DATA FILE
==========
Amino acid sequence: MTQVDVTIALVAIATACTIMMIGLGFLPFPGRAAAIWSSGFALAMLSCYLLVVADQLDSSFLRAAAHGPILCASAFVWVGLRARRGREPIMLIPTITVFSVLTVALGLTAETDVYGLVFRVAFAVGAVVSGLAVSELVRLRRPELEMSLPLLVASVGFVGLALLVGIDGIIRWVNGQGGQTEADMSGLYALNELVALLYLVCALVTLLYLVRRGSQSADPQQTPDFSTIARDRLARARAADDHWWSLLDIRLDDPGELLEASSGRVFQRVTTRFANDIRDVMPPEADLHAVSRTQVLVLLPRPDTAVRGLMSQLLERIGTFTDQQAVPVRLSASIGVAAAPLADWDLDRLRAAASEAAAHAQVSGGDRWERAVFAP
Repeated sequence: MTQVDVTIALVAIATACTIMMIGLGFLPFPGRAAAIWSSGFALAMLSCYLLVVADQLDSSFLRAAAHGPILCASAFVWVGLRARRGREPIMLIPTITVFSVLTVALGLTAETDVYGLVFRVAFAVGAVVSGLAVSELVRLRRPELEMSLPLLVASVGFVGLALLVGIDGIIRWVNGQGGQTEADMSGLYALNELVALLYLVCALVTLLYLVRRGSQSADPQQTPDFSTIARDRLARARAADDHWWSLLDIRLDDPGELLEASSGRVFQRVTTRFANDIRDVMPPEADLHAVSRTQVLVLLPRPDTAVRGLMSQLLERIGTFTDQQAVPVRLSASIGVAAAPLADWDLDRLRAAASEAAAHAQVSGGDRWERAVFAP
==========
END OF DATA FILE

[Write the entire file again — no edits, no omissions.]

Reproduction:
Amino acid sequence: MTQVDVTIALVAIATACTIMMIGLGFLPFPGRAAAIWSSGFALAMLSCYLLVVADQLDSSFLRAAAHGPILCASAFVWVGLRARRGREPIMLIPTITVFSVLTVALGLTAETDVYGLVFRVAFAVGAVVSGLAVSELVRLRRPELEMSLPLLVASVGFVGLALLVGIDGIIRWVNGQGGQTEADMSGLYALNELVALLYLVCALVTLLYLVRRGSQSADPQQTPDFSTIARDRLARARAADDHWWSLLDIRLDDPGELLEASSGRVFQRVTTRFANDIRDVMPPEADLHAVSRTQVLVLLPRPDTAVRGLMSQLLERIGTFTDQQAVPVRLSASIGVAAAPLADWDLDRLRAAASEAAAHAQVSGGDRWERAVFAP
Repeated sequence: MTQVDVTIALVAIATACTIMMIGLGFLPFPGRAAAIWSSGFALAMLSCYLLVVADQLDSSFLRAAAHGPILCASAFVWVGLRARRGREPIMLIPTITVFSVLTVALGLTAETDVYGLVFRVAFAVGAVVSGLAVSELVRLRRPELEMSLPLLVASVGFVGLALLVGIDGIIRWVNGQGGQTEADMSGLYALNELVALLYLVCALVTLLYLVRRGSQSADPQQTPDFSTIARDRLARARAADDHWWSLLDIRLDDPGELLEASSGRVFQRVTTRFANDIRDVMPPEADLHAVSRTQVLVLLPRPDTAVRGLMSQLLERIGTFTDQQAVPVRLSASIGVAAAPLADWDLDRLRAAASEAAAHAQVSGGDRWERAVFAP